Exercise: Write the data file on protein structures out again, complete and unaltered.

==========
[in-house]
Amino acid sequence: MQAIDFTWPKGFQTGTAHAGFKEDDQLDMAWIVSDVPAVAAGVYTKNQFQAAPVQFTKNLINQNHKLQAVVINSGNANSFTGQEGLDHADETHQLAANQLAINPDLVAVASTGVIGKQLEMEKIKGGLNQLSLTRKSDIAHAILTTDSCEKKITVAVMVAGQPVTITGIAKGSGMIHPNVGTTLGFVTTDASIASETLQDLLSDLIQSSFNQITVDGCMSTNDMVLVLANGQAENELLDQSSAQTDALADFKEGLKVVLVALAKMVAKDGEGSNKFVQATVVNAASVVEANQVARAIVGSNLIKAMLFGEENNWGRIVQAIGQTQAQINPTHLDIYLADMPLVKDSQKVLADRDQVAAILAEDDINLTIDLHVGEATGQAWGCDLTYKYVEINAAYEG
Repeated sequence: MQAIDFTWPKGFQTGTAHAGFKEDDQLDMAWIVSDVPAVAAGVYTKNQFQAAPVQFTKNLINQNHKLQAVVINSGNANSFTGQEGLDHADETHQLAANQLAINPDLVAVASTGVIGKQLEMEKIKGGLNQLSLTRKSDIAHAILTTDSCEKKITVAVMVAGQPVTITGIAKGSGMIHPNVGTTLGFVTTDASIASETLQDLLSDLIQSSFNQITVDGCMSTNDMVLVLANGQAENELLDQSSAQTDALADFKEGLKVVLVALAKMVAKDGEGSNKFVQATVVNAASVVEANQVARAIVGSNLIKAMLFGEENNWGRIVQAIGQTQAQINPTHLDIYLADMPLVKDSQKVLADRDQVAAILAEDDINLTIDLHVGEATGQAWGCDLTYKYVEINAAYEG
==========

[in-house]
Amino acid sequence: MQAIDFTWPKGFQTGTAHAGFKEDDQLDMAWIVSDVPAVAAGVYTKNQFQAAPVQFTKNLINQNHKLQAVVINSGNANSFTGQEGLDHADETHQLAANQLAINPDLVAVASTGVIGKQLEMEKIKGGLNQLSLTRKSDIAHAILTTDSCEKKITVAVMVAGQPVTITGIAKGSGMIHPNVGTTLGFVTTDASIASETLQDLLSDLIQSSFNQITVDGCMSTNDMVLVLANGQAENELLDQSSAQTDALADFKEGLKVVLVALAKMVAKDGEGSNKFVQATVVNAASVVEANQVARAIVGSNLIKAMLFGEENNWGRIVQAIGQTQAQINPTHLDIYLADMPLVKDSQKVLADRDQVAAILAEDDINLTIDLHVGEATGQAWGCDLTYKYVEINAAYEG
Repeated sequence: MQAIDFTWPKGFQTGTAHAGFKEDDQLDMAWIVSDVPAVAAGVYTKNQFQAAPVQFTKNLINQNHKLQAVVINSGNANSFTGQEGLDHADETHQLAANQLAINPDLVAVASTGVIGKQLEMEKIKGGLNQLSLTRKSDIAHAILTTDSCEKKITVAVMVAGQPVTITGIAKGSGMIHPNVGTTLGFVTTDASIASETLQDLLSDLIQSSFNQITVDGCMSTNDMVLVLANGQAENELLDQSSAQTDALADFKEGLKVVLVALAKMVAKDGEGSNKFVQATVVNAASVVEANQVARAIVGSNLIKAMLFGEENNWGRIVQAIGQTQAQINPTHLDIYLADMPLVKDSQKVLADRDQVAAILAEDDINLTIDLHVGEATGQAWGCDLTYKYVEINAAYEG